When certain organisms are preserved as fossils noticeably more or less than others, it is called preservation bias, and it isn’t all that surprising for pterosaurs, really. Pterosaur fossils are rare to begin with. Their bones are very thin-walled and often don’t survive the fossilization process. If we aren’t attentive, it’s easy to be fooled by an unbalanced fossil record.

Which brings us to the second study, by Mark Witton and colleagues. They also present a new pterosaur discovery from the Late Cretaceous, a single pterosaur related to the azhdarchid family. But it’s small, with a wingspan of only 1.5 meters. And the bones are at a mature developmental stage, indicating this is an adult, not just an young individual. So much for the disappearance of tiny pterosaurs!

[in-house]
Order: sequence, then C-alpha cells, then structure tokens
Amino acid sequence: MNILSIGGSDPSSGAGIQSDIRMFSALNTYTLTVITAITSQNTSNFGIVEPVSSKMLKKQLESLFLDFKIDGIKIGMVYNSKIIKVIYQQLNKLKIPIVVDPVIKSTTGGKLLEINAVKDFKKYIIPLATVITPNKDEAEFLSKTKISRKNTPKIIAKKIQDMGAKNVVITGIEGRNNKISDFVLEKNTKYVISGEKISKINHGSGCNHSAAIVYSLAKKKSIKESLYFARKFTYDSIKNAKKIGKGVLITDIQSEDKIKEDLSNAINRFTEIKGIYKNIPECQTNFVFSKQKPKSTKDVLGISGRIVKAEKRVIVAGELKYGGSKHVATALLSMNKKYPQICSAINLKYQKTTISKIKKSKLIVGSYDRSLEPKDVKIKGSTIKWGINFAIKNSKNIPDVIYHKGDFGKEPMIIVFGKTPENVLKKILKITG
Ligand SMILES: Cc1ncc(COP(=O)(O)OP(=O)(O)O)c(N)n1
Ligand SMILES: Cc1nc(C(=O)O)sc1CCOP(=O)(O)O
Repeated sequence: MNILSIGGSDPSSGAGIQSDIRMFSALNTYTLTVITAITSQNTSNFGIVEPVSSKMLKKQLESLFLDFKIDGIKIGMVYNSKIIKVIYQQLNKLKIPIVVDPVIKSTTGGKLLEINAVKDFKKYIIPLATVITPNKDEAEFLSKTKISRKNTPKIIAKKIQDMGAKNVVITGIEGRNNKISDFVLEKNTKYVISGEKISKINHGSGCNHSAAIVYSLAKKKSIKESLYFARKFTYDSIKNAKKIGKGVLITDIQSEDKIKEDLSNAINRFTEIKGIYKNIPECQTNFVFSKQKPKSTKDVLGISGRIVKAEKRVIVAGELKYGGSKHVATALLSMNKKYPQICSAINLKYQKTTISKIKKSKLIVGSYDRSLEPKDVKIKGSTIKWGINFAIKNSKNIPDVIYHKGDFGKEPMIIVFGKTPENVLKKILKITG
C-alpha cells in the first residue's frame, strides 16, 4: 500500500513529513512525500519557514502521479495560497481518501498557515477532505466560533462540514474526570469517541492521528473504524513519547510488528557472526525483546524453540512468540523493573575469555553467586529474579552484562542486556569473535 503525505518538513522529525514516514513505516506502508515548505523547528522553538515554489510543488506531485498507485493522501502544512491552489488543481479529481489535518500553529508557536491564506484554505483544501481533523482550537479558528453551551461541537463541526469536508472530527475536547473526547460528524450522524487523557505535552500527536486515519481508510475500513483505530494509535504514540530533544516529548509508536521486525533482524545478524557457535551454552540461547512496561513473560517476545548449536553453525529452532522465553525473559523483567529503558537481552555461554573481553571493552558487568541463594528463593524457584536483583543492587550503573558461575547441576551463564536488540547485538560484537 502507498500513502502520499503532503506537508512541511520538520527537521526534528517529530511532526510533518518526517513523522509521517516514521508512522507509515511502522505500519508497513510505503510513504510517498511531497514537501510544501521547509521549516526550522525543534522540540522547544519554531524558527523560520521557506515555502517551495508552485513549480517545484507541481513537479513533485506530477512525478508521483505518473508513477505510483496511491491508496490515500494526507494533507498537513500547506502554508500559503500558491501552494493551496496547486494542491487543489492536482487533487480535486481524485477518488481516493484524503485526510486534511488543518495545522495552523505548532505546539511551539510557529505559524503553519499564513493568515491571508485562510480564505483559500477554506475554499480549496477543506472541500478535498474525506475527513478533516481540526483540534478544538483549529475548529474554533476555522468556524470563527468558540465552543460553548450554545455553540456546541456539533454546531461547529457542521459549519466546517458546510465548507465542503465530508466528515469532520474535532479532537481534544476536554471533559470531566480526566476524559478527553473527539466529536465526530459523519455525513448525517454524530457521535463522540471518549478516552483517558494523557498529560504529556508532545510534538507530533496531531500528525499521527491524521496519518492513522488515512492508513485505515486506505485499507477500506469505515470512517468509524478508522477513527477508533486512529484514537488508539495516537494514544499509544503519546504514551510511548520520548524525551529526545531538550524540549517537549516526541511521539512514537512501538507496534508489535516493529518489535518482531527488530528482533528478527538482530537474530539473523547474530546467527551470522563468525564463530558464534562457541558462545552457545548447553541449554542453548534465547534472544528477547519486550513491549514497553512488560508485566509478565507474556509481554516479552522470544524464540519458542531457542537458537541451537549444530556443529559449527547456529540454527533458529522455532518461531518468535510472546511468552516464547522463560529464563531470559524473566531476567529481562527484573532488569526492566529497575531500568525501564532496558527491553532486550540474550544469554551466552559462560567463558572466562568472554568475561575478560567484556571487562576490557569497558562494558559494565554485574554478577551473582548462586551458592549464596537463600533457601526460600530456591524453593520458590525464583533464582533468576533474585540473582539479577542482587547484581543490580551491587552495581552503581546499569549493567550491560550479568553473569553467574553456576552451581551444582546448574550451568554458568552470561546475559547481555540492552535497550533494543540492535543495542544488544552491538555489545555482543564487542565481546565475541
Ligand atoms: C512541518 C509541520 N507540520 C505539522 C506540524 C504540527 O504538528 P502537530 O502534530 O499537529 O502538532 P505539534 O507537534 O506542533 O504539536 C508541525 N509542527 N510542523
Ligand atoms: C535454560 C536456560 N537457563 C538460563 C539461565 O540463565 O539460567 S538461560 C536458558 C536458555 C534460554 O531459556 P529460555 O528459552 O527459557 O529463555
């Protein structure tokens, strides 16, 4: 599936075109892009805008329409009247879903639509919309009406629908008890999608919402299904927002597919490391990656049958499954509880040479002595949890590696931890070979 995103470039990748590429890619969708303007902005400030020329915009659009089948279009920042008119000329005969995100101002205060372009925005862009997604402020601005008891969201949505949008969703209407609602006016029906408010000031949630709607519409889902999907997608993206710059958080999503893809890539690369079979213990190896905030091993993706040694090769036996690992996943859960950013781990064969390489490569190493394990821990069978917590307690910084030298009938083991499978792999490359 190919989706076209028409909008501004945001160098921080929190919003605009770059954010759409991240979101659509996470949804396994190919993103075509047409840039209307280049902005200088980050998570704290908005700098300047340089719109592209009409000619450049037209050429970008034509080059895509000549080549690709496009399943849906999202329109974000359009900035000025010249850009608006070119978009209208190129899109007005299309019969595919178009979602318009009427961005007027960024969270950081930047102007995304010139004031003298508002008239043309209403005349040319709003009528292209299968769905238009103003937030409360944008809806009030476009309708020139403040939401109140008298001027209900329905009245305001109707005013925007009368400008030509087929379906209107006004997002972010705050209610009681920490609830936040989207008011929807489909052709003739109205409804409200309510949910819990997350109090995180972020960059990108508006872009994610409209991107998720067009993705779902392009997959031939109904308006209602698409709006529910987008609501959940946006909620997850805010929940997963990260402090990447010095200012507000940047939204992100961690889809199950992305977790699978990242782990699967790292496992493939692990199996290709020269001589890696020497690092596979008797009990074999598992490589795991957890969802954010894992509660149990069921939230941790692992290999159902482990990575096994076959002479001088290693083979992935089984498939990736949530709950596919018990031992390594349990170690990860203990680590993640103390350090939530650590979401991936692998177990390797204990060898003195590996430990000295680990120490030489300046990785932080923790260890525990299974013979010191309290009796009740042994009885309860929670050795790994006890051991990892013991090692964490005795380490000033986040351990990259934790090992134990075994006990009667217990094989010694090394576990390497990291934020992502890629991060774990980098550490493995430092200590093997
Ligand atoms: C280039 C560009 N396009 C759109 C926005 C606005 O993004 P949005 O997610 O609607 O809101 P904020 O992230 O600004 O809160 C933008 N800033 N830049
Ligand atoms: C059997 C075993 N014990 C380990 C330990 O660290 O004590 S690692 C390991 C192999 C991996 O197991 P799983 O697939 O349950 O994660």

Here again we have preservation bias. Large animals fossilize better than small ones. As the researchers of this study point out, not only are small pterosaur species practically unknown from the Late Cretaceous, but juveniles of large species are as well. This is a pretty good indication that the fossil record of this time period is simply biased against small-sized pterosaurs.

*The tiny pterosaur paper just came out yesterday! I also wrote about it at Earth Touch.

Together, these two reports indicate that pterosaurs may actually have been doing just fine up to the end of the Mesozoic, and that there a lot more fossils to find as paleontologists continue to put together the full picture.

Pterosaur Growth Rates

These days, paleontologists have quite a good understanding of growth rates in many dinosaurs, but pterosaurs remain much more mysterious. Part of the problem is that, as we’ve discussed, pterosaur fossils are rare, so it’s very unusual to find growth series (that is, fossils of every life stage of a species) like we get for some dinosaurs. On top of that, growth history in animals is often recorded in the bone tissue of limbs, but the thin-walled limb bones of pterosaurs preserve very little information.